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Why Renewables Cannot Take The Place Of Gas Energy – Expert

Dangote fertilizer plant

Nigeria still has ample opportunity to utilize its gas potentials as fossil fuels will continue to be relevant in the energy mix for a long time with renewable unable to take the place of gas energy, Dr David Ige, CEO Gas Invest Ltd, has said.

Ige said natural gas is an incredibly valuable resource and the cleanest fossil fuel which is a highly efficient and cheaper form of energy than other fossil fuels, producing almost zero Sulphur Dioxide and Nitrogen Oxides.

Speaking in Lagos on the topic ‘Maximizing Nigeria’s Gas Potentials,’ at an education series for media on reforming the oil and gas sector in Nigeria, Dr Ige, a former Group Executive Director, Gas and Power, at the Nigerian National Petroleum Corporation (NNPC) said Nigeria should continue to develop its gas sector to maximize potentials therein, as energy intensive industries will continue to require gas energy.

According to him, energy intensive industries such as iron and steel, glass, ceramics, cement and paper industries cannot utilize renewables, leaving gas as the dominant source of energy. “Gas is a key fuel for energy intensive industries; almost 30-50% of operating cost of these industries is on energy. Gas is vital for such industries and renewables are not a threat to gas as fuel for these industries,” he said.

He added that the rising global demand for gas in the automotive industry, with natural gas becoming a compelling alternative to PMS, is another major market for gas energy, noting that renewables is not a challenge in this space.  Currently, over 4000 cars run on CNG in Nigeria, while the federal government has rolled out a major automotive gas use scheme expected to be far cheaper and cleaner than PMS.

Furthermore, gas based industries such as fertilizers, methanol, and petrochemicals require natural gas as feedstock, with renewables also not being a challenge. “These industries are at the core of the industrialization of any economy, numerous secondary industries are borne from these three industries. This is a key opportunity space for Nigerian gas, but competition is key and time is running out too to take a position,” Dr Ige said.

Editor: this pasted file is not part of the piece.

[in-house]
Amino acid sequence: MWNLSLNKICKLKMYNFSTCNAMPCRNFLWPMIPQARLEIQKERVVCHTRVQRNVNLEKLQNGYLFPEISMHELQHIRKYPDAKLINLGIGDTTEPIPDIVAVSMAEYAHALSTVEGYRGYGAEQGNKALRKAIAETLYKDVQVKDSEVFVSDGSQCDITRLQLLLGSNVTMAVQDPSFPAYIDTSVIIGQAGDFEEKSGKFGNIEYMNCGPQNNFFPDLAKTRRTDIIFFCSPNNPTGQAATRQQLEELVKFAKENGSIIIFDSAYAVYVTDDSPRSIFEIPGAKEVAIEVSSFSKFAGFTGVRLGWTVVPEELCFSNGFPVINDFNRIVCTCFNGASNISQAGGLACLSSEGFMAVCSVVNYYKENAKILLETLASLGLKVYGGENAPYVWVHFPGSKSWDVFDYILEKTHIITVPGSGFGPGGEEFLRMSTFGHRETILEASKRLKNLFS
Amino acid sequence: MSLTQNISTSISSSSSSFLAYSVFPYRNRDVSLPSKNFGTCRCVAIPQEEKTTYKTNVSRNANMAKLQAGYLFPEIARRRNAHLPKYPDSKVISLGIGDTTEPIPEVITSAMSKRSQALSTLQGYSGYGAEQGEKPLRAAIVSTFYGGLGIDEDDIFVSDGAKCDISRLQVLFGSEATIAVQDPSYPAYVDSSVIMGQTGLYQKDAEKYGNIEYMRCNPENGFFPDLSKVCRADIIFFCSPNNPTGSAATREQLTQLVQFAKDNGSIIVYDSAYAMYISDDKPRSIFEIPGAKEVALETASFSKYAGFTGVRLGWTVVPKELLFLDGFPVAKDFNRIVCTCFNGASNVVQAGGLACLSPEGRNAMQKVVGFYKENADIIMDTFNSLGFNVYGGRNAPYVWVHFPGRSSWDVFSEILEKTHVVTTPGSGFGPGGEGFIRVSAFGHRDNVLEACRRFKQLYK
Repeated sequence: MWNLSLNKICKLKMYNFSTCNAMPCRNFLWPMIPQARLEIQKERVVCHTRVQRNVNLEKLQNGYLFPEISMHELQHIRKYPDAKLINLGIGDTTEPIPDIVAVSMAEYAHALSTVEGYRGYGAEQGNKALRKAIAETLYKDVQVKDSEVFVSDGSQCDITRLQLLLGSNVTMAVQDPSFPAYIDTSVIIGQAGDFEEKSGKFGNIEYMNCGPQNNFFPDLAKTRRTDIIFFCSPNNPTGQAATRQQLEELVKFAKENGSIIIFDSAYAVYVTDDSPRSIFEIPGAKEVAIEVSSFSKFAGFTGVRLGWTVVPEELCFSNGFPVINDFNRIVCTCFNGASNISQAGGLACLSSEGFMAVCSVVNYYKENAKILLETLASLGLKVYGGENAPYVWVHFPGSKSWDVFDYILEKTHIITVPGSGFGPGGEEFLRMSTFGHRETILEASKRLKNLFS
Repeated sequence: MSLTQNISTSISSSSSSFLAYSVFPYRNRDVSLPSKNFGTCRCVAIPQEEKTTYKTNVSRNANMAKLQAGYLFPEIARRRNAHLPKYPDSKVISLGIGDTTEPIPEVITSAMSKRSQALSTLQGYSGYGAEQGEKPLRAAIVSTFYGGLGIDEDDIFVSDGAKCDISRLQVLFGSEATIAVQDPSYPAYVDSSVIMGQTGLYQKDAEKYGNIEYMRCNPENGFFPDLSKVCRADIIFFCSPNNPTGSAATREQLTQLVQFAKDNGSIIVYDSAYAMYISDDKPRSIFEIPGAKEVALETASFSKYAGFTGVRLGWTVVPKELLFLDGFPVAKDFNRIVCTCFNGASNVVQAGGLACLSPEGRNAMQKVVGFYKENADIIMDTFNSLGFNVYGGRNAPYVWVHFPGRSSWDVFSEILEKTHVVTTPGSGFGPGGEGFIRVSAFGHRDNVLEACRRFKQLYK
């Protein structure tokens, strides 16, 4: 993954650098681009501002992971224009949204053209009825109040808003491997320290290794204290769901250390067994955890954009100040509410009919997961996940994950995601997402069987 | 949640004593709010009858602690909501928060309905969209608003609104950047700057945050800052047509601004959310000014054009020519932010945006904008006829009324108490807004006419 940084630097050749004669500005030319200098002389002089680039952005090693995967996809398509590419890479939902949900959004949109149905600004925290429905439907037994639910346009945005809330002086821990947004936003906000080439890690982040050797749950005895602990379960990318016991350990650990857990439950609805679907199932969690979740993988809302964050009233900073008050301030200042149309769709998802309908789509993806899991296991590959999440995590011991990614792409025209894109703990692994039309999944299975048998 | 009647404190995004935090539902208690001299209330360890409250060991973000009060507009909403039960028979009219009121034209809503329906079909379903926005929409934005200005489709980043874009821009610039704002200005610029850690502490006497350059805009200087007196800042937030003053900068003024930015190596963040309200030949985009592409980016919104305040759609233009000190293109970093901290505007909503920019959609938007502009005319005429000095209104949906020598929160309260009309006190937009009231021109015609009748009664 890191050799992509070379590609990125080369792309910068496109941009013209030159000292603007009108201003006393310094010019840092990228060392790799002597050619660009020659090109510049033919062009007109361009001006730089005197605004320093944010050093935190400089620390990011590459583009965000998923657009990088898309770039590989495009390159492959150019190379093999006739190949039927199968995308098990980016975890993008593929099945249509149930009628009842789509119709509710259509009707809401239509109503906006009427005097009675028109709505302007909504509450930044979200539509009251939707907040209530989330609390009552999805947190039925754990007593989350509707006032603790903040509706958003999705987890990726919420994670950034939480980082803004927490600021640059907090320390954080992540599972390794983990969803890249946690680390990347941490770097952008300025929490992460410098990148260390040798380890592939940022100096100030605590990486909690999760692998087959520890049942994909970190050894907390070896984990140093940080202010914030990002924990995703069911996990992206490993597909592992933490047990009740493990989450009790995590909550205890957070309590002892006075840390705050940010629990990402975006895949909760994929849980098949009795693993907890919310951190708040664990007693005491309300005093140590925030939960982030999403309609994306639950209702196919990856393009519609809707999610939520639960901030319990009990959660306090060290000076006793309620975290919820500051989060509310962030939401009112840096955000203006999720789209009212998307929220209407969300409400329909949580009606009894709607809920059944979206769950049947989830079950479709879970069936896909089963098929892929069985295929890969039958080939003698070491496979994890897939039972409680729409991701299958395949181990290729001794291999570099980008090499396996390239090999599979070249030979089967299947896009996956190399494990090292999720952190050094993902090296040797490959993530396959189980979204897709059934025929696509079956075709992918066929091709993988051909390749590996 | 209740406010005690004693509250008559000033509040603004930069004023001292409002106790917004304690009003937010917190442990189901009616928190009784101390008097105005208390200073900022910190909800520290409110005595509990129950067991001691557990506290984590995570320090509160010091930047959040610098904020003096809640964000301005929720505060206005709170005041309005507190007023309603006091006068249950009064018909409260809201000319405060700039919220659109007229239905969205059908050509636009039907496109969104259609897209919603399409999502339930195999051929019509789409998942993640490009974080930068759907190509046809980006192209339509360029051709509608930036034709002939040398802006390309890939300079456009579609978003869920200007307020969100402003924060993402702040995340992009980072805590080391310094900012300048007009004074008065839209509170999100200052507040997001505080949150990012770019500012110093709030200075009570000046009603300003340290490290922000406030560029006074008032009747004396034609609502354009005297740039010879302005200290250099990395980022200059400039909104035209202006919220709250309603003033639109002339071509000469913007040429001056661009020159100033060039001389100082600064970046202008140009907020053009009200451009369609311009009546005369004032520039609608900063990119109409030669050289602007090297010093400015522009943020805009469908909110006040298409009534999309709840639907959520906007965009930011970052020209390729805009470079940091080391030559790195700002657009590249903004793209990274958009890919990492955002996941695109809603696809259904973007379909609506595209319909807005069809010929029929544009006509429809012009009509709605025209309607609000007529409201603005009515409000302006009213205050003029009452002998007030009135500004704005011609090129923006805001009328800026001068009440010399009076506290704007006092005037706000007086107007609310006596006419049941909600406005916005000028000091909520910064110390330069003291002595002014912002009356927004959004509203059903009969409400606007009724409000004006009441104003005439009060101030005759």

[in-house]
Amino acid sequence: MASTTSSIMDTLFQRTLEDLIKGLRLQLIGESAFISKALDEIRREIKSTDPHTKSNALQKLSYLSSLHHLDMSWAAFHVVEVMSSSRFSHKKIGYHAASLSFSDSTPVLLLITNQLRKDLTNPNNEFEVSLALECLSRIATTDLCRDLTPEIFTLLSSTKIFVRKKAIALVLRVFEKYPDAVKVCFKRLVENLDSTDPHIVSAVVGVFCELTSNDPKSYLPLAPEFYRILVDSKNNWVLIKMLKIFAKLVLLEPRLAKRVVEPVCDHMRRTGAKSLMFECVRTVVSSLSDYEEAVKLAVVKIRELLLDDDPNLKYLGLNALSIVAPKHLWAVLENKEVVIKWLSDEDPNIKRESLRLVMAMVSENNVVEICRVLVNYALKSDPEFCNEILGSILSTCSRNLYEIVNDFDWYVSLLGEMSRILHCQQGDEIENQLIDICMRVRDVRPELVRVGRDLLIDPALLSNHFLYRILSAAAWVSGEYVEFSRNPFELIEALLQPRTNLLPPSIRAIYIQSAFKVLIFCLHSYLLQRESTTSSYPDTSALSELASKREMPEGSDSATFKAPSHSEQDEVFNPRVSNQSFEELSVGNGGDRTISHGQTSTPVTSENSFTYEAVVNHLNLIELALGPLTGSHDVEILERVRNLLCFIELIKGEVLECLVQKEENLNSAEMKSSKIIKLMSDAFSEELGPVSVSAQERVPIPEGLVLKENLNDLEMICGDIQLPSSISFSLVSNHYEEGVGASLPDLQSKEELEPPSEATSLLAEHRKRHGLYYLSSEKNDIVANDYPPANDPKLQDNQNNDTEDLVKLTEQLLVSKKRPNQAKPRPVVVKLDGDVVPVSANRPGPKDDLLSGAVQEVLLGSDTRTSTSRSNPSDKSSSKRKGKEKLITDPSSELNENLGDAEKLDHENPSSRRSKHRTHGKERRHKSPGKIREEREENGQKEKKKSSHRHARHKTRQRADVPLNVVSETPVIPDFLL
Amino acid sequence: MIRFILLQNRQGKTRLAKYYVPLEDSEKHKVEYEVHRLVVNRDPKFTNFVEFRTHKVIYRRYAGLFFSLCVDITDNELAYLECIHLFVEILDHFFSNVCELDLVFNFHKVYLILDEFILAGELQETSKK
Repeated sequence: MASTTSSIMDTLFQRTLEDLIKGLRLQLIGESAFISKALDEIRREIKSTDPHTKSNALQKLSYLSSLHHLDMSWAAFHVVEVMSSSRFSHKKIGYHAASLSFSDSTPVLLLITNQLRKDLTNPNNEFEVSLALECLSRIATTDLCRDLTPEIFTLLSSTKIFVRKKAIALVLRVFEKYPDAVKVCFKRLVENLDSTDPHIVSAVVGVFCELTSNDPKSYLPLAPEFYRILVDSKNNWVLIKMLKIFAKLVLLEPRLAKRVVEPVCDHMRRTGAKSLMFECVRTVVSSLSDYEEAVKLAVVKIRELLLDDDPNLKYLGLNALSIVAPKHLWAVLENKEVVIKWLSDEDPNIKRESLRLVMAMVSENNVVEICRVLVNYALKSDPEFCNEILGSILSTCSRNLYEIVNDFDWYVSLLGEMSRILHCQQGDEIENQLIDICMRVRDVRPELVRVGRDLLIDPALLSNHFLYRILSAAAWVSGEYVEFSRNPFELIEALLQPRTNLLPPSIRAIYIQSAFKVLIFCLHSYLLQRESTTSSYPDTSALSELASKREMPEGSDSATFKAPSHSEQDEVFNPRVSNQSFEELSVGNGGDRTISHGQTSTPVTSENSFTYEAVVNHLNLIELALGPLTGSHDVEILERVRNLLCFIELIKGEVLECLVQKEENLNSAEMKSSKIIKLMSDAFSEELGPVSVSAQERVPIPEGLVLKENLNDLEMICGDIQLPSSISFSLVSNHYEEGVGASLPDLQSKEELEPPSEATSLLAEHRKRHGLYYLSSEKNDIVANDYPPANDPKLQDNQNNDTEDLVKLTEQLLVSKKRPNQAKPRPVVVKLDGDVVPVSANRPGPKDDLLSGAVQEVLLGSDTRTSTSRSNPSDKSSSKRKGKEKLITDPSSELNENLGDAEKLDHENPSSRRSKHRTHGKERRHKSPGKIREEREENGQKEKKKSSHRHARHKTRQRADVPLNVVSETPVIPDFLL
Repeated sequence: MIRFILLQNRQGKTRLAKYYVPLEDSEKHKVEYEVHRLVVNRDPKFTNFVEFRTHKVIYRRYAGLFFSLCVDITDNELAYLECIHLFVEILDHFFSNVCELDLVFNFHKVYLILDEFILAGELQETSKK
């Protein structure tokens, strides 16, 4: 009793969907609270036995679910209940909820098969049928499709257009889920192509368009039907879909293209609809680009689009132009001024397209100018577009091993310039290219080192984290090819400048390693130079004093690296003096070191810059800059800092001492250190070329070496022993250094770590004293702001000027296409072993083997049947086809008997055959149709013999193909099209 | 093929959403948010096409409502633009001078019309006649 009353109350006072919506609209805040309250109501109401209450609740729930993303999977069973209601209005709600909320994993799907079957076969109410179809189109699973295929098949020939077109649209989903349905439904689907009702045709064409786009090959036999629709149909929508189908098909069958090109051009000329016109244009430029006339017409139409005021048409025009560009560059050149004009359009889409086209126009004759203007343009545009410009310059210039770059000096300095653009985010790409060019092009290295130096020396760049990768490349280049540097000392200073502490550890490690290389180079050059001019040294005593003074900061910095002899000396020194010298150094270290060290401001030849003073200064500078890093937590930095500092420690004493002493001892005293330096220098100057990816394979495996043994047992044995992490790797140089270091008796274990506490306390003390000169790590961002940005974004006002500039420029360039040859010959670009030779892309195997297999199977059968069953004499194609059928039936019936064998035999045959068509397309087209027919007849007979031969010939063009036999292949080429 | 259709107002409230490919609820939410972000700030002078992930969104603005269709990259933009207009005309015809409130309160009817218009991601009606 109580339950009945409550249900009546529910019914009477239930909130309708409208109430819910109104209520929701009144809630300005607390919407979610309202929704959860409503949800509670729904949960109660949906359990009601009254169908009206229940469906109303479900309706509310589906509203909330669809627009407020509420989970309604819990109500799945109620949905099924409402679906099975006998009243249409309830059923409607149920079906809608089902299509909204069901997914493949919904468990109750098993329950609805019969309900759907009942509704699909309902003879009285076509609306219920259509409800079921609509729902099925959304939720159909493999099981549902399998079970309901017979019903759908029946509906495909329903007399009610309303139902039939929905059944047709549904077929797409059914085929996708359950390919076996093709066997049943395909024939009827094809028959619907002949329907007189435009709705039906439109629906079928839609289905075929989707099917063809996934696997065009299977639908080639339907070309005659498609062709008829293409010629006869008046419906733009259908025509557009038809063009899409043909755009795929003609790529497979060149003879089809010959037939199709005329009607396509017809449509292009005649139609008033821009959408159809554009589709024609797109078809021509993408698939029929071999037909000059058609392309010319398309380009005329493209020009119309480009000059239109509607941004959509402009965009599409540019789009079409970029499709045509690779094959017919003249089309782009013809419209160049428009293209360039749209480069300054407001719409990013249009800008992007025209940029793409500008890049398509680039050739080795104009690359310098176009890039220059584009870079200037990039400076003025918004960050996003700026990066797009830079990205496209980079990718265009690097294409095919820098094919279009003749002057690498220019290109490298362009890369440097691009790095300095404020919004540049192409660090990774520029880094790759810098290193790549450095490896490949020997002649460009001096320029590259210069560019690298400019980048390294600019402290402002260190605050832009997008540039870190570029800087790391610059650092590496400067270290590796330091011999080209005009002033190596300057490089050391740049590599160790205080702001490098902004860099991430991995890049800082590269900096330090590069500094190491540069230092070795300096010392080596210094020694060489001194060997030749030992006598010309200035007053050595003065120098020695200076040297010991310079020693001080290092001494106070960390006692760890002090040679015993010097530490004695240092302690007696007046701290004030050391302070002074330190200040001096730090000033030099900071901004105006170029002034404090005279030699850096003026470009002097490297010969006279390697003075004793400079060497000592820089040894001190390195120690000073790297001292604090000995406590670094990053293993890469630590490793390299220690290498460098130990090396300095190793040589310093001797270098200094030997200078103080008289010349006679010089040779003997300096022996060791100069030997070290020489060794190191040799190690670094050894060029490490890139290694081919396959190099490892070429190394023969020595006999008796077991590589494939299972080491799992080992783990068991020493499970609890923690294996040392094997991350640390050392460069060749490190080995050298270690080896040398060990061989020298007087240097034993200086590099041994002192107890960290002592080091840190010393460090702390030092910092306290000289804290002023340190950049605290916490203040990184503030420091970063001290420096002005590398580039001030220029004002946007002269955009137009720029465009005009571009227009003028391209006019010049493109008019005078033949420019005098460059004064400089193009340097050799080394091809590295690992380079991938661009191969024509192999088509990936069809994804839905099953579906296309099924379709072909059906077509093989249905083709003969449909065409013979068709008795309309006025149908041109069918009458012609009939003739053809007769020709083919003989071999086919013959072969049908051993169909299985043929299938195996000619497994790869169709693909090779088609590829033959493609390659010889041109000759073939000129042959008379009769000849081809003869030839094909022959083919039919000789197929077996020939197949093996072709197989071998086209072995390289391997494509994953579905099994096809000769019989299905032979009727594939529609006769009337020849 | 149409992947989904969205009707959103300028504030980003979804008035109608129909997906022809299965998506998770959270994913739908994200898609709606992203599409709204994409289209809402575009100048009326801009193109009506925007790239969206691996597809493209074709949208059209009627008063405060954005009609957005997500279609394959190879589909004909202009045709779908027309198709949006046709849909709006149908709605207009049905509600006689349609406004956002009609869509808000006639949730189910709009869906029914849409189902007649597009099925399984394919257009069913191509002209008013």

While decrying the many factors hindering gas sector development in Nigeria, has said the country could easily become a gas hub if the gas master plan is effectively implemented.  “In talking about gas industrialization, Nigeria must realize that it is not competing locally but internationally and investors have a choice,” Dr Ige warned.

Lamenting the declined investments in the nation’s oil sector due to unattractive fiscals and operating environment, he stated that every oil well not drilled in Nigeria results in permanent loss of the associated gas in the ground.

Citing an example with neighbouring Equatorial Guinea which has 1.3tcf of gas reserves, he explained that the country has focused on the Punta Europa Industrial Complex which accommodates 1 MTPA methanol plant – one of the largest in Africa. It also has 4 MTPA LNG Plant, 3 Berthing Facilities for LNG, LPG and Methanol, with further plans to become a gas processing centre for all stranded gas fields in the Gulf of Guinea as well as to construct the first LNG storage and regasification plant in West Africa, whereas Nigeria with about 180tcf has failed to get similar initiative off the ground.

To this end, Ige said, the Petroleum Industry Bill (PIB) must address four key levers which include energy security, structurally competitive gas sector, efficient and competitive gas market and a strong regulator that can transform the anti-competitive nature of the market to an open access market.

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